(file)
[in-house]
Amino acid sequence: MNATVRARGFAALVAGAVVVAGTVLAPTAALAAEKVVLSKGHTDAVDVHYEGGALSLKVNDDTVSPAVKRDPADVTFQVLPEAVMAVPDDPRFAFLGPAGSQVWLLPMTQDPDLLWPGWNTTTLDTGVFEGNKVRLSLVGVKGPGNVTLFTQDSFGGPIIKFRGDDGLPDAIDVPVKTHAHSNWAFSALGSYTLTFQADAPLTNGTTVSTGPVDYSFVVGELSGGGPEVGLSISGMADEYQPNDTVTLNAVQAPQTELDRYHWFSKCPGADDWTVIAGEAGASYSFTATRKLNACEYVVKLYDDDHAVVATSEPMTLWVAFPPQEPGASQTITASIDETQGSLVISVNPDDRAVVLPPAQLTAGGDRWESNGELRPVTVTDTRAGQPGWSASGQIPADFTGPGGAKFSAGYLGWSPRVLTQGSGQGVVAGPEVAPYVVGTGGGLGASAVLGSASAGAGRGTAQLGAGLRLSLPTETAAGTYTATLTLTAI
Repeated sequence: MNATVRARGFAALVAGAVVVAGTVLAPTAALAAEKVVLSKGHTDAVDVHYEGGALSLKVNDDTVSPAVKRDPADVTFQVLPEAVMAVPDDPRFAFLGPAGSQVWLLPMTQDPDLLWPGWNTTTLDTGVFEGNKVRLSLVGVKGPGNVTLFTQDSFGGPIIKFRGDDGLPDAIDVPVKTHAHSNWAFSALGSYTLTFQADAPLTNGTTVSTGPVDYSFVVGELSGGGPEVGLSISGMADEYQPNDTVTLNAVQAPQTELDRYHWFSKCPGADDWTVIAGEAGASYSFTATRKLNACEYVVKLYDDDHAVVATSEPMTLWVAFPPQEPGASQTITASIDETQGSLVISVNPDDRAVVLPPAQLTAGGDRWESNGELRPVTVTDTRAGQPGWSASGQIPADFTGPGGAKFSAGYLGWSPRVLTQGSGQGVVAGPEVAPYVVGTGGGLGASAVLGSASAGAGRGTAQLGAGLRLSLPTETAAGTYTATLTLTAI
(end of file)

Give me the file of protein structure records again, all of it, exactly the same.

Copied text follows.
[in-house]
Amino acid sequence: MNATVRARGFAALVAGAVVVAGTVLAPTAALAAEKVVLSKGHTDAVDVHYEGGALSLKVNDDTVSPAVKRDPADVTFQVLPEAVMAVPDDPRFAFLGPAGSQVWLLPMTQDPDLLWPGWNTTTLDTGVFEGNKVRLSLVGVKGPGNVTLFTQDSFGGPIIKFRGDDGLPDAIDVPVKTHAHSNWAFSALGSYTLTFQADAPLTNGTTVSTGPVDYSFVVGELSGGGPEVGLSISGMADEYQPNDTVTLNAVQAPQTELDRYHWFSKCPGADDWTVIAGEAGASYSFTATRKLNACEYVVKLYDDDHAVVATSEPMTLWVAFPPQEPGASQTITASIDETQGSLVISVNPDDRAVVLPPAQLTAGGDRWESNGELRPVTVTDTRAGQPGWSASGQIPADFTGPGGAKFSAGYLGWSPRVLTQGSGQGVVAGPEVAPYVVGTGGGLGASAVLGSASAGAGRGTAQLGAGLRLSLPTETAAGTYTATLTLTAI
Repeated sequence: MNATVRARGFAALVAGAVVVAGTVLAPTAALAAEKVVLSKGHTDAVDVHYEGGALSLKVNDDTVSPAVKRDPADVTFQVLPEAVMAVPDDPRFAFLGPAGSQVWLLPMTQDPDLLWPGWNTTTLDTGVFEGNKVRLSLVGVKGPGNVTLFTQDSFGGPIIKFRGDDGLPDAIDVPVKTHAHSNWAFSALGSYTLTFQADAPLTNGTTVSTGPVDYSFVVGELSGGGPEVGLSISGMADEYQPNDTVTLNAVQAPQTELDRYHWFSKCPGADDWTVIAGEAGASYSFTATRKLNACEYVVKLYDDDHAVVATSEPMTLWVAFPPQEPGASQTITASIDETQGSLVISVNPDDRAVVLPPAQLTAGGDRWESNGELRPVTVTDTRAGQPGWSASGQIPADFTGPGGAKFSAGYLGWSPRVLTQGSGQGVVAGPEVAPYVVGTGGGLGASAVLGSASAGAGRGTAQLGAGLRLSLPTETAAGTYTATLTLTAI